It is officially spring now and that means blooming roses are just around the corner if they haven’t started already! In order to get them ready for the coming growing season, start pruning roses now so they have time to produce new growth.

Pruning roses can be done in spring

What Kind of Pruning Cut Should You Make?

When you make your cuts, do them on a 45 degree angle. If you do a steeper angle, more of the stem is exposed and it’s possible that diseases or insects could strike. Make your cuts right next to the node, which is a section where the leaves are connected to the stem. Buds are produced at these junctures. If you cut higher and leave more of the stem, it can also be a source of pests and other problems.

Making your pruning cuts near the leaf node also keeps the appearance tidier. This method can also be used later when you remove dead flowers (deadheading) as the blooming season progresses. This cleans up the rose bush and can possibly prompt it to blossom again.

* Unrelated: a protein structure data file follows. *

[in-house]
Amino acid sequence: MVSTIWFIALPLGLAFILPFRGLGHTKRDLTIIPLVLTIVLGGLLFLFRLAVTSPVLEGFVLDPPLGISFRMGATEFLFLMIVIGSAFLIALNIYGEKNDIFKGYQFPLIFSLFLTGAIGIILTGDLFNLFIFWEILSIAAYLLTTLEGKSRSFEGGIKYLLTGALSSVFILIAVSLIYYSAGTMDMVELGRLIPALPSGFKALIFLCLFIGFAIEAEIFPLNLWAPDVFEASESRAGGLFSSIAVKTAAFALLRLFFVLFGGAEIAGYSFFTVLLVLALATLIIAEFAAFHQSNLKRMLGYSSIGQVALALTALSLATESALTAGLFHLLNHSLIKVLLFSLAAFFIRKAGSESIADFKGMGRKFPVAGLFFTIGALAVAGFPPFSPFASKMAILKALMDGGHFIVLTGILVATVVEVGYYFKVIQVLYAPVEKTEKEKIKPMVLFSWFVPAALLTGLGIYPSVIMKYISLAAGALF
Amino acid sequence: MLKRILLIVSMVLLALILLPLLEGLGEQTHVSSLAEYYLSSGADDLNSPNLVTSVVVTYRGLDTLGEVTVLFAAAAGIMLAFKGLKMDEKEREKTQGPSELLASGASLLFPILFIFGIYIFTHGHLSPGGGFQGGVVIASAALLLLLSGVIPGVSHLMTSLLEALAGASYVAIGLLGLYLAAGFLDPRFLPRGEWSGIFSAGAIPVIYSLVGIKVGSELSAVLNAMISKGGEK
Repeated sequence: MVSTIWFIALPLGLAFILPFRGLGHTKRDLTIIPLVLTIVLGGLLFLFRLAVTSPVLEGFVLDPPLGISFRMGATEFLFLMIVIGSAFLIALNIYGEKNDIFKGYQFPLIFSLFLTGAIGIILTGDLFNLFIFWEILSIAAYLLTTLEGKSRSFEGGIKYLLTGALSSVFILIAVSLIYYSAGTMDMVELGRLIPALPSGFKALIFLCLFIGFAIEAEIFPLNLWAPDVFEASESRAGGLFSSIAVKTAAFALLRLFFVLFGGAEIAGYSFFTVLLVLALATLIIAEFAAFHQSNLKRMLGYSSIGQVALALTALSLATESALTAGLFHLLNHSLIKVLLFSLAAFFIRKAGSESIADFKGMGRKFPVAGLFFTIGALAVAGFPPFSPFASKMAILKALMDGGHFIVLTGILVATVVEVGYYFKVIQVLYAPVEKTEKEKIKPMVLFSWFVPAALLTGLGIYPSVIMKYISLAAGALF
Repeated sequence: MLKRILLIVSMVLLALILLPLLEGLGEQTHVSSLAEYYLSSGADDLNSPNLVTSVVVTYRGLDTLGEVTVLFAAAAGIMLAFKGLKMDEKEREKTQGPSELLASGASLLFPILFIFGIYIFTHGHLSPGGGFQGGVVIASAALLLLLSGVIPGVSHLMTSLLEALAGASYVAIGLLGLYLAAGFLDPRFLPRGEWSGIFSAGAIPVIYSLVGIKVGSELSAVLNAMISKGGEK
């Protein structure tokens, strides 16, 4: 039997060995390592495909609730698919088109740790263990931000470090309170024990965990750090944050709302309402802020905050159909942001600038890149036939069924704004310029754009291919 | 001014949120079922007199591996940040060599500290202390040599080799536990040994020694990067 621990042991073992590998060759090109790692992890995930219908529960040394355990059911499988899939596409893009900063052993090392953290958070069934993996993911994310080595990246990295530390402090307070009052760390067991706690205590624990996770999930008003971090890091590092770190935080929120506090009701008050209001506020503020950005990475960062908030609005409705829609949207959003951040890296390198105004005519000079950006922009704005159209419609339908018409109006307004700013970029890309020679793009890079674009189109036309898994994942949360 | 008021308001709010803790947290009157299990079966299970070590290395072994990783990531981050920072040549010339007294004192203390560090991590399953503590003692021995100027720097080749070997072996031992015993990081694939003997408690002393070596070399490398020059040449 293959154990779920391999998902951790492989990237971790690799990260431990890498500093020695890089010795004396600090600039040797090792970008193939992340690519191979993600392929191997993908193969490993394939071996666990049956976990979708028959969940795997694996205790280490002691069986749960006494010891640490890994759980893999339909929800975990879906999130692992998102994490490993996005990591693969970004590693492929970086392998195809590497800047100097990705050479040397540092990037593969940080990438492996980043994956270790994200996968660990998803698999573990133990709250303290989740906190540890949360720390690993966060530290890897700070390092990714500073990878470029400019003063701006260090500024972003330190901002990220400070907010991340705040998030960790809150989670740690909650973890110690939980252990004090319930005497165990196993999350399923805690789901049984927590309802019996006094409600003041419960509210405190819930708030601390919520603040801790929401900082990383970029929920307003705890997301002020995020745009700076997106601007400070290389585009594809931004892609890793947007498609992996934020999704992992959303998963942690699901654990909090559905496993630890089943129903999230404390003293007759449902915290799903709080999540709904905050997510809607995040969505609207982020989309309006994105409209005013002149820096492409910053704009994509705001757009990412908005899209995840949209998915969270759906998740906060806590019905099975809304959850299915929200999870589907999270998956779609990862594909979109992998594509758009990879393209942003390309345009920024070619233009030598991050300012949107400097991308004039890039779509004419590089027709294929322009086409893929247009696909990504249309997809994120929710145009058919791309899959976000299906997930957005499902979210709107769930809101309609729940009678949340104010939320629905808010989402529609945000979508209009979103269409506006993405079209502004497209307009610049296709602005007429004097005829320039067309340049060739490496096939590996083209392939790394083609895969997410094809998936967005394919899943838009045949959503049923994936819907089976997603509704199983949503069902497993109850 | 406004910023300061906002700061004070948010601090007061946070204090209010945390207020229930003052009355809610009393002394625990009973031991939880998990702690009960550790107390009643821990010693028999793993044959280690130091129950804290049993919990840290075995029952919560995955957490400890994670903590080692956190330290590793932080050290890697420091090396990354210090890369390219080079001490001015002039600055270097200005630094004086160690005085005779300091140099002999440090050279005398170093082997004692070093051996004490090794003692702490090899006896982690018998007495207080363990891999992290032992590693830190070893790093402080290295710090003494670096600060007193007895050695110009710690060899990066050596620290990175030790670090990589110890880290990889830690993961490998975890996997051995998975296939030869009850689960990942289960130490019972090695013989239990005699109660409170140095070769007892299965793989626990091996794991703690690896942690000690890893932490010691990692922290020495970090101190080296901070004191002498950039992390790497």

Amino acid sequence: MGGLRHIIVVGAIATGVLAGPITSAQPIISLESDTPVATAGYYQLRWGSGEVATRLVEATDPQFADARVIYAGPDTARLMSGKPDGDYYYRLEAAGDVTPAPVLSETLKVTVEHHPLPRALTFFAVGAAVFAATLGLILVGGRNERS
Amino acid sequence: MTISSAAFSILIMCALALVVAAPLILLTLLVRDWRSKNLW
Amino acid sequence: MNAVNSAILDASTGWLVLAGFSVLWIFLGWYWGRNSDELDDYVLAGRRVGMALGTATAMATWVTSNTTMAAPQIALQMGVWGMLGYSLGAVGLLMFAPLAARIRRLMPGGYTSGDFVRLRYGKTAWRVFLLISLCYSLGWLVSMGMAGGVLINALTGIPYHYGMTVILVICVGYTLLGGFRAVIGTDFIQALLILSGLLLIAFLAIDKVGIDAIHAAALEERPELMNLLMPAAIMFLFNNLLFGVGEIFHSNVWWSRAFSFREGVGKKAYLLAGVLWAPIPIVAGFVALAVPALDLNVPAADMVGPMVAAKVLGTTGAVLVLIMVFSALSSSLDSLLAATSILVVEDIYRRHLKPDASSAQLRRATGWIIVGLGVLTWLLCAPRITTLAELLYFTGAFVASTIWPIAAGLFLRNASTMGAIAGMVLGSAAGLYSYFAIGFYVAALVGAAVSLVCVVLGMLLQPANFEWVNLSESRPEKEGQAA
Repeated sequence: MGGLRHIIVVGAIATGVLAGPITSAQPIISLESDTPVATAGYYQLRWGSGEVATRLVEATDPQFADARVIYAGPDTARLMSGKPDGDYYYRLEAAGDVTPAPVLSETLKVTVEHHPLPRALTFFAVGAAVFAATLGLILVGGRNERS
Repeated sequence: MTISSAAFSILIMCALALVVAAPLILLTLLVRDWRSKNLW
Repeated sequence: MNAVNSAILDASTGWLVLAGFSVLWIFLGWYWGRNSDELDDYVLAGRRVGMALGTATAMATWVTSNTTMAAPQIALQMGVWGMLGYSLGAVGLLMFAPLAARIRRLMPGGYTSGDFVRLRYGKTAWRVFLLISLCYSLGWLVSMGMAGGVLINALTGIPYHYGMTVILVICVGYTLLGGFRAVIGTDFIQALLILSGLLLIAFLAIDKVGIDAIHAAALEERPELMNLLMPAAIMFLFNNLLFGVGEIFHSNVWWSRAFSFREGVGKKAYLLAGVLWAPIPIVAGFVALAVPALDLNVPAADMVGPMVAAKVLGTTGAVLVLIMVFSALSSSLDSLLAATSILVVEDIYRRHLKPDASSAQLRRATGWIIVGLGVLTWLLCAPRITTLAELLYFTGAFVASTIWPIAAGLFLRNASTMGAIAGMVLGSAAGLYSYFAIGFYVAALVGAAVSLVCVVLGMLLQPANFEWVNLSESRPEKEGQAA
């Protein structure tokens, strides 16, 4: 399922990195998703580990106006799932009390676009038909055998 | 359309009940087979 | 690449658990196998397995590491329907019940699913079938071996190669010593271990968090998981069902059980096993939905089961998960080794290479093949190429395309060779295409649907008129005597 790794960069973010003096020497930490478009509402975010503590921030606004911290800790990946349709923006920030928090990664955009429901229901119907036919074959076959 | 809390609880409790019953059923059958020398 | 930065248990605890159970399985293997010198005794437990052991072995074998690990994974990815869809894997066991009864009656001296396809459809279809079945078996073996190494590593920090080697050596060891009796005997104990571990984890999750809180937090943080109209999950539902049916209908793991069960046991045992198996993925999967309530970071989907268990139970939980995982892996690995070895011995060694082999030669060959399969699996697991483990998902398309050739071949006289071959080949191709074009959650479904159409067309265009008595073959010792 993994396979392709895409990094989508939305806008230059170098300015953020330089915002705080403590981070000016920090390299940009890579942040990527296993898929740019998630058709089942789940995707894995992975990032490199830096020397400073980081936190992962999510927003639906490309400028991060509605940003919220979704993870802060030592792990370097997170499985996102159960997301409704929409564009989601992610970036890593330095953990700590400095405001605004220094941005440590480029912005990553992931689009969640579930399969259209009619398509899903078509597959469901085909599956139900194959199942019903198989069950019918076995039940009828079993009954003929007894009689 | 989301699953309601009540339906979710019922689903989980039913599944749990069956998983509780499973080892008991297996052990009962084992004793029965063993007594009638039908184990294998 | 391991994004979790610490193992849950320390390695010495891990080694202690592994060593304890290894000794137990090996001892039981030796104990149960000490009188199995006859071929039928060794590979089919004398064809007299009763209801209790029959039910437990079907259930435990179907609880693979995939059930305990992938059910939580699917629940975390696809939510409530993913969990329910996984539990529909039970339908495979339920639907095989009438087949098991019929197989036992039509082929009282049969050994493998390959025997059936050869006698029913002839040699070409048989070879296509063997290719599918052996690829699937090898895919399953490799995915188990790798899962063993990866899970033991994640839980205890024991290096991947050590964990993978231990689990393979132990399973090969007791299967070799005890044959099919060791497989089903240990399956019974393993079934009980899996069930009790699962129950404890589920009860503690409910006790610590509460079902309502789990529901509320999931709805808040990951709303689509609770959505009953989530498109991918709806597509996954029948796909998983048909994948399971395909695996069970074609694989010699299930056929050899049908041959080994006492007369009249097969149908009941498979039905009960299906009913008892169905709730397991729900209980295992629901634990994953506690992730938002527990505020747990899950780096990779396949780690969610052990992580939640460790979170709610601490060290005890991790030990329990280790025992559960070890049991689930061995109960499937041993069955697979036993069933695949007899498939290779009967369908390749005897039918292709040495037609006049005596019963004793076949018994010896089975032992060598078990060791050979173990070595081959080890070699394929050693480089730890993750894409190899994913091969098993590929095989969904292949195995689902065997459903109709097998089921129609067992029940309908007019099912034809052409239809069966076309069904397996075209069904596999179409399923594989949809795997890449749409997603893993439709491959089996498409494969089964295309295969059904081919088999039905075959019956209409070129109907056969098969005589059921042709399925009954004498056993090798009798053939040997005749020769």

How Much Do I Prune?

As a general rule, it is a good idea to prune up to one-third of a shrub at a time. Some kinds of roses like the hybrid teas can take more drastic pruning; in fact, you may want to prune out a lot on that type especially to help encourage the plant to produce fresh new stems that are long and good for putting in a vase, for example.

Study the plant before you start chopping away. Look for any parts that have died, become damaged, or are diseased. You always want to remove them for safety and the health of the plant. Once those have been taken out, look for the strongest canes (branches) on your rose bush. Use these as your foundation. Think of where they are located and make sure that you do not leave large gaps.

When do you prune your roses?

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